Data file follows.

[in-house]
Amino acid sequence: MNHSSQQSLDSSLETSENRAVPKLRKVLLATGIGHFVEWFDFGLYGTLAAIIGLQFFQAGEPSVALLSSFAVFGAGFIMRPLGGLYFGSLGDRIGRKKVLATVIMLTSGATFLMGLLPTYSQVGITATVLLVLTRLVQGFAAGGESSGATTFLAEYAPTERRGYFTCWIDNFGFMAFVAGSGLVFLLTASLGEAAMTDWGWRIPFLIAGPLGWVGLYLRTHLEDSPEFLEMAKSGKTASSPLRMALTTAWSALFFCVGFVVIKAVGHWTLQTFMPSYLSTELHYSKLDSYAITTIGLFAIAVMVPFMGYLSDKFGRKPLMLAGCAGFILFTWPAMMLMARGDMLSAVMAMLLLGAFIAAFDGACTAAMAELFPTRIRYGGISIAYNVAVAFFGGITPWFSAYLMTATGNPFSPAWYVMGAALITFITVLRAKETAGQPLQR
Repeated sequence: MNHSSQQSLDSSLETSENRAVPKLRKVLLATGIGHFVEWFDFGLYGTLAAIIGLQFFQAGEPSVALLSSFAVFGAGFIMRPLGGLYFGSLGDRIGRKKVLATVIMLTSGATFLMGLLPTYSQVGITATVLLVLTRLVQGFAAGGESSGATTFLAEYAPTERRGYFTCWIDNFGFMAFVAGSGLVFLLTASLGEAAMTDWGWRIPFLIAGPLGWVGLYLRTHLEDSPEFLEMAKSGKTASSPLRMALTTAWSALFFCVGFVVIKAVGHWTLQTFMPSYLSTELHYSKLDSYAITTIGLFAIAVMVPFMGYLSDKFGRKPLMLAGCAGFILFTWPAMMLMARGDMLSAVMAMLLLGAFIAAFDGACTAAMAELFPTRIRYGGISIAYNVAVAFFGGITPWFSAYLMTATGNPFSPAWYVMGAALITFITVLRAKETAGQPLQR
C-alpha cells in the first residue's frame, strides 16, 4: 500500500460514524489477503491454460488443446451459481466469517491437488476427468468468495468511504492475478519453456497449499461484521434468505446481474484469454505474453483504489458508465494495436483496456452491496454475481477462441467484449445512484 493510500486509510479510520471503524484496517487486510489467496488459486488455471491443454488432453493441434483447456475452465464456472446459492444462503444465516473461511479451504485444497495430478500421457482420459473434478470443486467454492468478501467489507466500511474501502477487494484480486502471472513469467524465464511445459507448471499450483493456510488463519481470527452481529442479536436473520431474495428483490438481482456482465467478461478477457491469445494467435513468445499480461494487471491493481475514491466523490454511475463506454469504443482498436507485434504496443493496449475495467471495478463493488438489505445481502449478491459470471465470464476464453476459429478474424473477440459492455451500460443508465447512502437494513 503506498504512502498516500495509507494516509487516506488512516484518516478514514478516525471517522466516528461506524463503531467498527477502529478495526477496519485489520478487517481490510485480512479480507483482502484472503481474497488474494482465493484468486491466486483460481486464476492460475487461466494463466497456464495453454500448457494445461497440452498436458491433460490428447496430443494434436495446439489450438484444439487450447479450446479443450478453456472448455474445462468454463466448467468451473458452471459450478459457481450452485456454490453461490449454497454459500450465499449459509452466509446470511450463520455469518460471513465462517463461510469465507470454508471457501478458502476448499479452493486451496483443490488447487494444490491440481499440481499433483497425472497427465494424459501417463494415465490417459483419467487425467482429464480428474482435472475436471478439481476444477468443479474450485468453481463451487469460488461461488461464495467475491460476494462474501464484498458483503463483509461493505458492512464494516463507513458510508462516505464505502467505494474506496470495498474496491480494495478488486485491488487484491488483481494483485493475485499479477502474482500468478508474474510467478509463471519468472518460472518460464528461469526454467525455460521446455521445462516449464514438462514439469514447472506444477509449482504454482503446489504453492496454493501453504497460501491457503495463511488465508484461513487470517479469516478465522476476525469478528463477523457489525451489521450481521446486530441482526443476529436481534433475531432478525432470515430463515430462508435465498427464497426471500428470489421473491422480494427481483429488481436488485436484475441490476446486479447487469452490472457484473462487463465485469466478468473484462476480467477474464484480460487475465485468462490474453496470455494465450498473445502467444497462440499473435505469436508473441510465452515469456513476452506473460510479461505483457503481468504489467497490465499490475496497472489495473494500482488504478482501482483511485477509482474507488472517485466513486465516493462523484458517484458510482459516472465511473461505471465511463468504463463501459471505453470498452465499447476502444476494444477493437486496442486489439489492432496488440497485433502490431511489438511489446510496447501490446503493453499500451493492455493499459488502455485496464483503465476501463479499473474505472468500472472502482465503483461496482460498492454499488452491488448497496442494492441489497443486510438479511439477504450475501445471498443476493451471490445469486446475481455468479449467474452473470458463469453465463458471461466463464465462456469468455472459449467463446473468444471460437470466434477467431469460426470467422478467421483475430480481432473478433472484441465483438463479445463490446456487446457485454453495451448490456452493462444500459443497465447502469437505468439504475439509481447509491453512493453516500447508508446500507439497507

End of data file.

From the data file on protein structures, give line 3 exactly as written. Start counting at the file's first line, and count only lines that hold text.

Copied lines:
Repeated sequence: MNHSSQQSLDSSLETSENRAVPKLRKVLLATGIGHFVEWFDFGLYGTLAAIIGLQFFQAGEPSVALLSSFAVFGAGFIMRPLGGLYFGSLGDRIGRKKVLATVIMLTSGATFLMGLLPTYSQVGITATVLLVLTRLVQGFAAGGESSGATTFLAEYAPTERRGYFTCWIDNFGFMAFVAGSGLVFLLTASLGEAAMTDWGWRIPFLIAGPLGWVGLYLRTHLEDSPEFLEMAKSGKTASSPLRMALTTAWSALFFCVGFVVIKAVGHWTLQTFMPSYLSTELHYSKLDSYAITTIGLFAIAVMVPFMGYLSDKFGRKPLMLAGCAGFILFTWPAMMLMARGDMLSAVMAMLLLGAFIAAFDGACTAAMAELFPTRIRYGGISIAYNVAVAFFGGITPWFSAYLMTATGNPFSPAWYVMGAALITFITVLRAKETAGQPLQR